A lasting impact

John Godfrey (BBA ’64, PhD ’76) and his wife, Flavel McMichael Godfrey, are unlocking a world of possibilities for UGA Economics students and faculty
man stands next to wife seated in rocking chair on patio near waterfront

It was a gray November 2023 afternoon, chilly and damp. But inside the Business Learning Community, the mood was festive and bright.

A crowd of students, faculty, administrators, family and friends gathered inside Amos Hall’s Casey Commons to celebrate a milestone for the Terry College of Business: the University of Georgia’s Department of Economics had a new name.

Opening the ceremony, UGA President Jere Morehead noted the significance of the occasion and addressed the guests of honor, who “have helped to secure Terry’s place among America’s top public business schools,” he said. “Their transformative gift will ensure the Economics Department continues to provide outstanding education and valuable research for generations to come.”

Holding a pair of commemorative scissors, John Godfrey and his wife, Flavel McMichael Godfrey, sliced cleanly through a shiny red ribbon. 

The John Munro Godfrey, Sr. Department of Economics was born.

A meaningful relationship

Savannah native John Godfrey (BBA ’64, PhD ’76) credits his Terry education for laying the groundwork for his distinguished career.

“Economics is a rigorous discipline,” he says. “On the academic side, it’s the foundation of the concepts of economics: scarcity, allocation, and how societies do that. The practical side of it is, what’s the economy going to do? At Terry, the emphasis was on the practical role of economics.”

After earning his undergraduate degree, Godfrey enrolled in graduate school at UGA thanks to a National Defense Education Act fellowship, which he says allowed him to commit fully to his studies.

“It paid all of the tuition and the books and something like $200 a month. Back in 1964, $200 a month was strutting money,” says Godfrey with a smile. “The difference between my ability to study and prepare versus my friends who had to get an assistantship and teach was night and day.”

While pursuing his doctoral degree, Godfrey began working for the Federal Reserve Bank of Atlanta. “I went to work as an intern and later was a Research Officer and Senior Financial Economist,” he recalls. “I had a good introduction to monetary policy, real economic problems.”

Shortly after completing his PhD, Godfrey began to realize how grateful he was for the education he’d received and the opportunities that lay ahead. It was then he made his first financial gift to the University of Georgia.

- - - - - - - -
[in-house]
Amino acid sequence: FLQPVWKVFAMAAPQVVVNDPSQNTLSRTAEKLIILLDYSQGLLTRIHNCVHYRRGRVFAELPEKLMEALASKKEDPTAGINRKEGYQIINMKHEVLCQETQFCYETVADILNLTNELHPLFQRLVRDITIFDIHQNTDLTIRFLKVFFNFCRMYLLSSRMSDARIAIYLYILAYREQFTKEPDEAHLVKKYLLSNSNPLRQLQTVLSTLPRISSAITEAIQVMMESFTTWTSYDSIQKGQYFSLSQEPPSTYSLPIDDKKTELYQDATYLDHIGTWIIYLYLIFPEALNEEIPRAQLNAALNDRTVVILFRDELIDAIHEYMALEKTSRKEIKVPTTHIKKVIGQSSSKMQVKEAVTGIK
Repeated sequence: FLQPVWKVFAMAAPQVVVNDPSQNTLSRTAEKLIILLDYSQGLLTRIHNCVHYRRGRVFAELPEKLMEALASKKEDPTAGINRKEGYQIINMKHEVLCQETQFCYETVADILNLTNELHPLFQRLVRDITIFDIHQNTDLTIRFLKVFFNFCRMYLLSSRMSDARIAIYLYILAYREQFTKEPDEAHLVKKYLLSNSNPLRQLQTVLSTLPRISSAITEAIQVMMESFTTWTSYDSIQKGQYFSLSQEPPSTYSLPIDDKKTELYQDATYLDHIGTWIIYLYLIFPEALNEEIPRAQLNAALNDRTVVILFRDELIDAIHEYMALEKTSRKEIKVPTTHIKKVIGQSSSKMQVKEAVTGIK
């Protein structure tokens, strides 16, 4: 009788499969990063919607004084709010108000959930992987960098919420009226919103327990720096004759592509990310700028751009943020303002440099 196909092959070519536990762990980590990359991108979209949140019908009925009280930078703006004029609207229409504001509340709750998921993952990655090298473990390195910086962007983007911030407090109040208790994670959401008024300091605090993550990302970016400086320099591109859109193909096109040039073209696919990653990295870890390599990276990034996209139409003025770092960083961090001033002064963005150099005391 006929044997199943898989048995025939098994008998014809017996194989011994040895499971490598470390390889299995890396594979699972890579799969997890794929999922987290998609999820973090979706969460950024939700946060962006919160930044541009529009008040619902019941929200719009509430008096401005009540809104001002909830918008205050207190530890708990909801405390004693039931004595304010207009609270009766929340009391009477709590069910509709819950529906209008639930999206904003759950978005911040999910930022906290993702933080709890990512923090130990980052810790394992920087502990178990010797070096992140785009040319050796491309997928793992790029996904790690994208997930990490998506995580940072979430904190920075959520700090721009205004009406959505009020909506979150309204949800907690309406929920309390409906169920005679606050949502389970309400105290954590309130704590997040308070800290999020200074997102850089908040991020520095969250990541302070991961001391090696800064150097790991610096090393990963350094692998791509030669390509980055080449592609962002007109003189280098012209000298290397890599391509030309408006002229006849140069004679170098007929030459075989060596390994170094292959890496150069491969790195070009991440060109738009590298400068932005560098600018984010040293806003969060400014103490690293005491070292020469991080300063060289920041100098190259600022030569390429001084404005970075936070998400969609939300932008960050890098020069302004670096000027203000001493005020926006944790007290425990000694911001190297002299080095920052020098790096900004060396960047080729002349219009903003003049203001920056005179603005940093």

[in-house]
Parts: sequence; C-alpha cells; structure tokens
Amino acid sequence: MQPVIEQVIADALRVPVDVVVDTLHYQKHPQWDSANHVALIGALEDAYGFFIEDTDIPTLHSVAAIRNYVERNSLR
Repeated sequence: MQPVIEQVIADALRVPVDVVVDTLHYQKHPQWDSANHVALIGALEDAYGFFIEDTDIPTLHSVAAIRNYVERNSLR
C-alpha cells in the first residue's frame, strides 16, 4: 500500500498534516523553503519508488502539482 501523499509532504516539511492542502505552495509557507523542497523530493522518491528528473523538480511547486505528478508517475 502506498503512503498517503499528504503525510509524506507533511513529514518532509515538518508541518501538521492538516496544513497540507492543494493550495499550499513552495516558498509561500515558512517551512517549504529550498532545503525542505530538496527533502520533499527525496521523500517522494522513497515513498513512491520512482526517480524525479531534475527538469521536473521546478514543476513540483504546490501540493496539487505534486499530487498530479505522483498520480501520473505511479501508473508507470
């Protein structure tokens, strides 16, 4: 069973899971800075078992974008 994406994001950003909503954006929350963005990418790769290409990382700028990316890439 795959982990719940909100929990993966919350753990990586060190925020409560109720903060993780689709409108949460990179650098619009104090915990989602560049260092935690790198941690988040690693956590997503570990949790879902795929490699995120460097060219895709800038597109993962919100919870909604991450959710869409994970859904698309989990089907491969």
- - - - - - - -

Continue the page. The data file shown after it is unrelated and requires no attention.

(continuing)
The grand total? $20.

It was “a modest amount,” he admits, but “it started a process. It started the habit of repaying. It wasn’t huge, but it built a connection.”

In the coming years, Godfrey would make a name for himself as one of the Southeast’s leading business economists, moving to a senior role at the Atlanta Fed before becoming an executive officer for Barnett Banks Inc. in Jacksonville, Florida. As Senior Vice President and Chief Economist, he published an influential newsletter, Barnett Economic Week. Later, he would form Florida Economic Associates, a consulting firm. 

Active in his professional field throughout his career, Godfrey was a member of the National Association for Business Economics, serving on its Board of Directors and as an elected Fellow, as well as chapter President in Atlanta and Jacksonville. In addition, he was in the inaugural class to receive the Certified Business Economist designation.

As his career progressed, Godfrey paved a path leading to that consequential day last fall. He remained closely connected to Terry, serving as President of the alumni board and as a member of the Building Terry National Campaign Cabinet, the leadership group that helped raise private support for the construction of the Business Learning Community. Support from the Godfreys led to the naming of the Godfrey Auditorium in Orkin Hall, and this year the couple received the Terry College Dean’s Distinguished Service Award.

Along the way, personal relationships made clear the power of giving. 

“I was on the board in 1990 when Herman and Mary Virginia Terry gave the gift to name the college,” says Godfrey. As it happened, the Terrys and Godfreys became friends and neighbors in Jacksonville. “They lived a half mile from us,” he adds. “We saw how philanthropy works at that level.”

The Godfreys’ decision three decades later to name and endow the Economics Department was the result of many deep discussions, they say, but it ultimately felt like the right next step in a long and meaningful relationship.